Reduce effects of DDoS attack ...

Bigelow, Andrea L. BigelowA at SEC.GOV
Thu Oct 7 08:30:30 PDT 2004

Marc, usually the best answer to this is to have your net-facing device be a
router (not a switch!) with enough juice to run a comprehensive ACL that
keeps out martians, spoofed packets, and other stuff that doesn't belong on
your network. 

Your second line of defense should be a good firewall, sitting behind the
router. If your server cluster is supposed to be on the DMZ, then set up the
switch behind the router with the boxes and the firewall on that switch. I
realize that this is a VERY simplistic design description, and it could be
tightened up, locked down, and fancified quite a lot, but it's the very

-----Original Message-----
From: Marc G. Fournier [mailto:scrappy at] 
Sent: Thursday, October 07, 2004 11:19 AM
To: freebsd-net at
Cc: freebsd-isp at; freebsd-questions at
Subject: Reduce effects of DDoS attack ...

I've got 5 servers sitting on a 10/100 unmanaged switch right now ... last
night, a DDoS attack against a network "beside us" cause 70+% packet loss on
our network, and I'm trying to figure out if there is anything I can do from
my side to "compensate" for this ...

I run ipaudit on all our servers, and a normal 30 minute period looks

neptune# gzcat 2004-10-06-22:00.txt.gz | grep 200.046.204 | wc -l
neptune# gzcat 2004-10-06-22:00.txt.gz | grep -v 200.046.204 | wc -l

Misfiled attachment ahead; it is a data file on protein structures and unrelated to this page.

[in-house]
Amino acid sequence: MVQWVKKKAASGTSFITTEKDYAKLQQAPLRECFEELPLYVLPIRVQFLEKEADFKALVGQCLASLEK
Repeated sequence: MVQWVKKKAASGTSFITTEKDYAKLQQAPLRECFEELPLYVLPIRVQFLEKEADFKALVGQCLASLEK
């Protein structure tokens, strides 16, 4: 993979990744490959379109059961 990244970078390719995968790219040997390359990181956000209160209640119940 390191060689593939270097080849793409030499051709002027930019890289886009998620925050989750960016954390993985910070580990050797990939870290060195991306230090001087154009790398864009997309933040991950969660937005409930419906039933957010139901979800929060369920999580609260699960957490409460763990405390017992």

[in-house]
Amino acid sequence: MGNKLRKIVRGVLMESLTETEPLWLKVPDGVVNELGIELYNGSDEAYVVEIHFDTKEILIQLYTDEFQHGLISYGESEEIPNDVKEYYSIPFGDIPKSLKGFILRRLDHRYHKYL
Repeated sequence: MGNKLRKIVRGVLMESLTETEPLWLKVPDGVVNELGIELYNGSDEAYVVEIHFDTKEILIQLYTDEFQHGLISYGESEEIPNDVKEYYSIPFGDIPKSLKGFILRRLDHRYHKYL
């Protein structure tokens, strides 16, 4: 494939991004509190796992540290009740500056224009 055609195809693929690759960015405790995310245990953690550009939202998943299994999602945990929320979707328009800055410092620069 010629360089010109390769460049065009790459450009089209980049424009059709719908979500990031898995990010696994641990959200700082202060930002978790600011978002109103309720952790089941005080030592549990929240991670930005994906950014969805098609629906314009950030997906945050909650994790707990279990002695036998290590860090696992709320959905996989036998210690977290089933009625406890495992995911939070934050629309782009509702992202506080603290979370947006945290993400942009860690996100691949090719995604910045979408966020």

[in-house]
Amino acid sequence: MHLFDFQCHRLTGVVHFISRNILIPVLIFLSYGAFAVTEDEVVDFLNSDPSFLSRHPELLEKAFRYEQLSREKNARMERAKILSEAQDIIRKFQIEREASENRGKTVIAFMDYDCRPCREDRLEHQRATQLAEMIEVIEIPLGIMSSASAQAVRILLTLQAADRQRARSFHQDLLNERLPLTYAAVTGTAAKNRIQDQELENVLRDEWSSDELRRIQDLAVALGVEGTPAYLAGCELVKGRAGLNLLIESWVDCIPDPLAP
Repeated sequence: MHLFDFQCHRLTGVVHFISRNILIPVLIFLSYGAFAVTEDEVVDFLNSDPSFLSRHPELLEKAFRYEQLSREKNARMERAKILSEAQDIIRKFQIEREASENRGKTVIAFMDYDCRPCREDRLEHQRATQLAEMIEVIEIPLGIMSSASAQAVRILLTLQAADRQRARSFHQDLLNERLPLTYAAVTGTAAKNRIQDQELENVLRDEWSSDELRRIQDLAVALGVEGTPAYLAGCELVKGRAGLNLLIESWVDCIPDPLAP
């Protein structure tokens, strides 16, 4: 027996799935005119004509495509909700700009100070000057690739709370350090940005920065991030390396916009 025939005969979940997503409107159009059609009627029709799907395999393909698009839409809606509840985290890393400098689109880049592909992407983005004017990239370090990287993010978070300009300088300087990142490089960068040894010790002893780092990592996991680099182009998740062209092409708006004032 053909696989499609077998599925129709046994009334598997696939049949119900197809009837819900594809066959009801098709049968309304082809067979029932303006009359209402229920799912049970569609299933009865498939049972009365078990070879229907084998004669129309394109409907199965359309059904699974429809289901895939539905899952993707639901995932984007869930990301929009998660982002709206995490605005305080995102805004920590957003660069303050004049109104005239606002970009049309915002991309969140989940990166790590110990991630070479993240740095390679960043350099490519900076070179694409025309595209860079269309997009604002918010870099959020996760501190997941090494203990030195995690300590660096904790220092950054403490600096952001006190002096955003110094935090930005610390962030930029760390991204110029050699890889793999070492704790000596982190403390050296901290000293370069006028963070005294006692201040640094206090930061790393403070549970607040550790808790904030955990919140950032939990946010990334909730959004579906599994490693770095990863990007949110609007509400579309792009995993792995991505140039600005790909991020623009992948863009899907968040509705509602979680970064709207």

neptune# gzcat 2004-10-06-22:00.txt.gz | wc -l

where 200.046.204 is our C-class ...

Now, when the DDoS attack is running, those stats change to:

neptune# gzcat 2004-10-06-17:30.txt.gz | grep 200.046.204 | wc -l
neptune# gzcat 2004-10-06-17:30.txt.gz | grep -v 200.046.204 | wc -l
neptune# gzcat 2004-10-06-17:30.txt.gz | wc -l

We're getting *alot* of traffic on our network that just is not ours ...

Now, I can login to the servers, and load is negligible ... but packet loss
is anywhere from 50->90%, so pretty much unusable ...

Now, the shared 'switch' between our networks is a Cisco Catalyst 2900xl ...
is there something that should be set on that so that I don't see that
network traffic?  Basically, the only network traffic that I should/want to
see is that for my network .. in this case, 200.46.204?

Baring that ... is there anything that I can do on the FreeBSD side of
things to reduce the impact of the "extra packets"?  Some way of "absorbing
them"?  For instance, if the packet is coming in, and it isn't for that
server, then I imagine it has to 'bounce' it back out again, compounding the
problem, no?

Also ... since the FreeBSD servers do seem to be handling the load, is it
possible that the unmanaged switch that i have in place between the FreeBSD
box and the Cisco switch is 'buckling under the load'?  Not able to handle
the packets fast enough, and therefore just drop'ng them?

The unmanage switch is a 10/100 Linksys Switch ...

Thanks for any responses ...

Marc G. Fournier           Hub.Org Networking Services (
Email: scrappy at           Yahoo!: yscrappy              ICQ: 7615664
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